- Is space weather a discipline that can be sustained over the long term?
- Will it bring in new contributors, readers, and members?
- Can the community expand to accommodate the new journal?
- Will it detract from JGRA?
- It may do better as electronic only.
- Could solar physics be added to the list of stakeholders?
- Could it be co-marketed with AIAA and IEEE?
- Gather statistics on weather journals in meteorology.
- The journal would have to function under AGU's AGU’s Publications Committee, as other AGU journals.
By February 2002, the Publications Committee was looking favorably on the launch of the new journal, but was still deliberating on whether it should be an all-electronic publication. With Steve Cole's Cole’s help at AGU, the concept of creating a "hybrid" “hybrid” publication was proposed. He developed a revised proposal for the journal concept, and also conducted a survey at the Spring 2002 AGU meeting. The response to that survey was overwhelmingly positive. Paul Song presented the plan in one of the sessions and asked for a show of hands. More than 70 percent of attendees said they liked the idea. Of 25 AGU members who submitted formal responses, 90 percent said the journal would be helpful to them.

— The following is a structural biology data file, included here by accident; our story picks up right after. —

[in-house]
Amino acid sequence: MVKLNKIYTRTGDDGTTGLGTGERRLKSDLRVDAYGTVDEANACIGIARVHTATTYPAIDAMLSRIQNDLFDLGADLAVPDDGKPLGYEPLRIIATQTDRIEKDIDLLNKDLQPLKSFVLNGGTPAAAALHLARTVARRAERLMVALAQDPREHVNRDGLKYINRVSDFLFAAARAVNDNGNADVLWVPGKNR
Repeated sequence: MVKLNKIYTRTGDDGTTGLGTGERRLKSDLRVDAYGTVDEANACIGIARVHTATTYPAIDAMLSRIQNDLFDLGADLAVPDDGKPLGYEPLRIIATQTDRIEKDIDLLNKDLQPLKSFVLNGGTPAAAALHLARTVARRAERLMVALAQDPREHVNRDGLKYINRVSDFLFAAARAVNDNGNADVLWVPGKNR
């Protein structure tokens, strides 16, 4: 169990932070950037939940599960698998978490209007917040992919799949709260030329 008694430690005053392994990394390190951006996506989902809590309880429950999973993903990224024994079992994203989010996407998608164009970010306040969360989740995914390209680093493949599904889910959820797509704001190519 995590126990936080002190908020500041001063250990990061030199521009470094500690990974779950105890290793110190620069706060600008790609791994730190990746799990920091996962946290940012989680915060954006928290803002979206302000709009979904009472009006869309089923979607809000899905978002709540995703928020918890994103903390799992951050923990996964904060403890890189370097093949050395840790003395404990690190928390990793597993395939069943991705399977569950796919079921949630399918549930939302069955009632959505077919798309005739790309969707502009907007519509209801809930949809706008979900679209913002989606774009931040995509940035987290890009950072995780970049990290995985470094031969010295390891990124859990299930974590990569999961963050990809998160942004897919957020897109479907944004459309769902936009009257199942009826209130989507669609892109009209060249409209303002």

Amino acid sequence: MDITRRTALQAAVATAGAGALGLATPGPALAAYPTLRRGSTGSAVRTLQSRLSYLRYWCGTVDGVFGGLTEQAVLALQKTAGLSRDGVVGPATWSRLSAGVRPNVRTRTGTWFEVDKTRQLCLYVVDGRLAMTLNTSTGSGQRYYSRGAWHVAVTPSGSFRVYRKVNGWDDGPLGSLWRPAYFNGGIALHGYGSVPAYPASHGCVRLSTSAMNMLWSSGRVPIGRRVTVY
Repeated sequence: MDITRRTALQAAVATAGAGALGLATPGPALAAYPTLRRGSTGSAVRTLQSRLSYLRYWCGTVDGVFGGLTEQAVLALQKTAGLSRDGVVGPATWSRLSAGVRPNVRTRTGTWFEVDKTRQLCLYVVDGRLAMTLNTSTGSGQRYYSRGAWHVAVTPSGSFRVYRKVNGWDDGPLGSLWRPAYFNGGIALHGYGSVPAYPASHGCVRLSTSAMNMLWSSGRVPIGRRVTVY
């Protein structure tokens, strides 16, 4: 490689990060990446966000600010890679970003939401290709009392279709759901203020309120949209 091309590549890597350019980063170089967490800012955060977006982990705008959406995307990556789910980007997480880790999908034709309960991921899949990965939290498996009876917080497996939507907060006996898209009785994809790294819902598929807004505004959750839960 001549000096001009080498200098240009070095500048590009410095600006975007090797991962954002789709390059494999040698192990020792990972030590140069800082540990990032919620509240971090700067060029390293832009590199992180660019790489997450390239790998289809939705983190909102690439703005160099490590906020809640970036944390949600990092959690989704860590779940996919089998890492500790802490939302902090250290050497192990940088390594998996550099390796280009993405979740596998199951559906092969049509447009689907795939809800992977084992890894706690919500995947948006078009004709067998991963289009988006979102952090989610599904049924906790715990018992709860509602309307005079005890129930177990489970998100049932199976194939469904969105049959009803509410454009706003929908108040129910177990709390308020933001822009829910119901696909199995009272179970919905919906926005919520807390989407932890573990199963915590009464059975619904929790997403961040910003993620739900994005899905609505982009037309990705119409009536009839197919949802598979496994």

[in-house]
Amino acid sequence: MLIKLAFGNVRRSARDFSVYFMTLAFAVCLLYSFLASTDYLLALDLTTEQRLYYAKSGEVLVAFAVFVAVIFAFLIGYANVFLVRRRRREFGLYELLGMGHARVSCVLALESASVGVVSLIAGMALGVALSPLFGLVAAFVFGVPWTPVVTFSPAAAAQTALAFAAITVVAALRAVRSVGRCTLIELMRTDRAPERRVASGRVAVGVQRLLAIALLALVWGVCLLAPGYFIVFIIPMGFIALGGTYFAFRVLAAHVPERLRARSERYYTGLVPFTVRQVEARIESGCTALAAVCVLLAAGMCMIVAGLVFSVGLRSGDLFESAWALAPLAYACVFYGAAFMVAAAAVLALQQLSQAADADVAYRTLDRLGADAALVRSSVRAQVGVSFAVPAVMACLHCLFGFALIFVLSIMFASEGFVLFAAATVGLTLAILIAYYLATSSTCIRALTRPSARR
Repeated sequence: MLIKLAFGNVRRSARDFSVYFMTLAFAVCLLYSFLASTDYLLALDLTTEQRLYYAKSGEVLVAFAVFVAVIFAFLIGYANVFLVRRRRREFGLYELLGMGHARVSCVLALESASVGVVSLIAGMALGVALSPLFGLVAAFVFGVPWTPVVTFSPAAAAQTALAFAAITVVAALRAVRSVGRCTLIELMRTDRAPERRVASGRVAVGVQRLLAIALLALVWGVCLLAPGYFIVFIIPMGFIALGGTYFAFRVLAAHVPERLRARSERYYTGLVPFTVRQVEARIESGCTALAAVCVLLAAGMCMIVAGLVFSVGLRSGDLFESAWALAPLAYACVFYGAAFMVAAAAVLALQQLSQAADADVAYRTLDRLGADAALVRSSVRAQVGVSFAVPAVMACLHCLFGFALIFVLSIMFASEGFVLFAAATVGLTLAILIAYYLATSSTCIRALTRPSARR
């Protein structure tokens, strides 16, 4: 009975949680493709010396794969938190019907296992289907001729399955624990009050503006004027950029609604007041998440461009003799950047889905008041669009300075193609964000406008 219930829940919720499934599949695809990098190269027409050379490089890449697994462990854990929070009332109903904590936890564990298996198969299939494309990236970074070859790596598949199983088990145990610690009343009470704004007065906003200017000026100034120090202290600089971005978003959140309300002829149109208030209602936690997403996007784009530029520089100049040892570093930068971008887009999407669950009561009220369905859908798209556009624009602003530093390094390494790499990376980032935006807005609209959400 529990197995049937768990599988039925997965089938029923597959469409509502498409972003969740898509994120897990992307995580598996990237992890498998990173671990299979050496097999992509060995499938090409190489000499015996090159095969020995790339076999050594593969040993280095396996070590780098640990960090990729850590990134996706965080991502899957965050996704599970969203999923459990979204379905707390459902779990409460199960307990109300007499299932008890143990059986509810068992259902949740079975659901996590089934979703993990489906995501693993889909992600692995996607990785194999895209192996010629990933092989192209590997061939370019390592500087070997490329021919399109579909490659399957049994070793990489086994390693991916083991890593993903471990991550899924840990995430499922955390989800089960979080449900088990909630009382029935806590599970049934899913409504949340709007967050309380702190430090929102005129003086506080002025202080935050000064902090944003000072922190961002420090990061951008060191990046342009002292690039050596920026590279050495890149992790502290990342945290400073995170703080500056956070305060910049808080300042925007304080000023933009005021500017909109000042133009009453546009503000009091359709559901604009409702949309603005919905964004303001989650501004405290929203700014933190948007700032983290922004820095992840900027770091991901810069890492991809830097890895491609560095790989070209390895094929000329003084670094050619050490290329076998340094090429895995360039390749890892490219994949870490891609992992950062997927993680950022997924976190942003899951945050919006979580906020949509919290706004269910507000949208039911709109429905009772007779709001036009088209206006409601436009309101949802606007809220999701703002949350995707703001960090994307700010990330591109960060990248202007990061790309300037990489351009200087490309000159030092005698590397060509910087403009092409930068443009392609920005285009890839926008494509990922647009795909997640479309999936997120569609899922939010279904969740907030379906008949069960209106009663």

In December 2002, AGU asked the Space Weather Advisory Group to nominate people to be on the Editorial Advisory Board for the new journal. Invitation letters went out in January 2003. Board members were assigned to initial two-year terms. The role of the Advisory Board was "to “to encourage submissions to the publication, foster communications with the diverse audiences that are the intended readers and authors of the publication, and advise the editor on editorial content."”
AGU issued a press release in February 2003 announcing the launch of the new journal. The first edition was published in March.